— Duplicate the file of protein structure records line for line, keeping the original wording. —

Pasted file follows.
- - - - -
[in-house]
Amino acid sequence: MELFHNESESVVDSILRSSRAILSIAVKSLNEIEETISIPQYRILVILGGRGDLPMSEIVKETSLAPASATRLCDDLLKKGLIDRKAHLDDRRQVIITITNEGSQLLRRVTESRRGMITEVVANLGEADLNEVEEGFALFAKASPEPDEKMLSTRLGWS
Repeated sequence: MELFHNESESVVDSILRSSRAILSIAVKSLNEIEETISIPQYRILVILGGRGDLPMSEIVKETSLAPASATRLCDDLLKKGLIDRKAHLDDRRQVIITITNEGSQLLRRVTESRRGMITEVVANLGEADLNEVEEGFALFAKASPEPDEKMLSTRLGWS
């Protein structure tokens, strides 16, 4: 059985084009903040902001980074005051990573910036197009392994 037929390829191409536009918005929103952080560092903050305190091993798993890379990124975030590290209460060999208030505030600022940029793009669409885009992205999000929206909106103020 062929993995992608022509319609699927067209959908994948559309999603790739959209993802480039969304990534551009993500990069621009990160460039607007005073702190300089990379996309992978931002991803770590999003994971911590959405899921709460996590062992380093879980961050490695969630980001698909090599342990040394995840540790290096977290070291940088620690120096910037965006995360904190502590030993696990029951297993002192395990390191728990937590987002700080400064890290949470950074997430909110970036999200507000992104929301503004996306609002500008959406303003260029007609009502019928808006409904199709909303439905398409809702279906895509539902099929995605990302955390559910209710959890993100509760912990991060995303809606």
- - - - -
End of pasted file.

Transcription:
[in-house]
Amino acid sequence: MELFHNESESVVDSILRSSRAILSIAVKSLNEIEETISIPQYRILVILGGRGDLPMSEIVKETSLAPASATRLCDDLLKKGLIDRKAHLDDRRQVIITITNEGSQLLRRVTESRRGMITEVVANLGEADLNEVEEGFALFAKASPEPDEKMLSTRLGWS
Repeated sequence: MELFHNESESVVDSILRSSRAILSIAVKSLNEIEETISIPQYRILVILGGRGDLPMSEIVKETSLAPASATRLCDDLLKKGLIDRKAHLDDRRQVIITITNEGSQLLRRVTESRRGMITEVVANLGEADLNEVEEGFALFAKASPEPDEKMLSTRLGWS
């Protein structure tokens, strides 16, 4: 059985084009903040902001980074005051990573910036197009392994 037929390829191409536009918005929103952080560092903050305190091993798993890379990124975030590290209460060999208030505030600022940029793009669409885009992205999000929206909106103020 062929993995992608022509319609699927067209959908994948559309999603790739959209993802480039969304990534551009993500990069621009990160460039607007005073702190300089990379996309992978931002991803770590999003994971911590959405899921709460996590062992380093879980961050490695969630980001698909090599342990040394995840540790290096977290070291940088620690120096910037965006995360904190502590030993696990029951297993002192395990390191728990937590987002700080400064890290949470950074997430909110970036999200507000992104929301503004996306609002500008959406303003260029007609009502019928808006409904199709909303439905398409809702279906895509539902099929995605990302955390559910209710959890993100509760912990991060995303809606």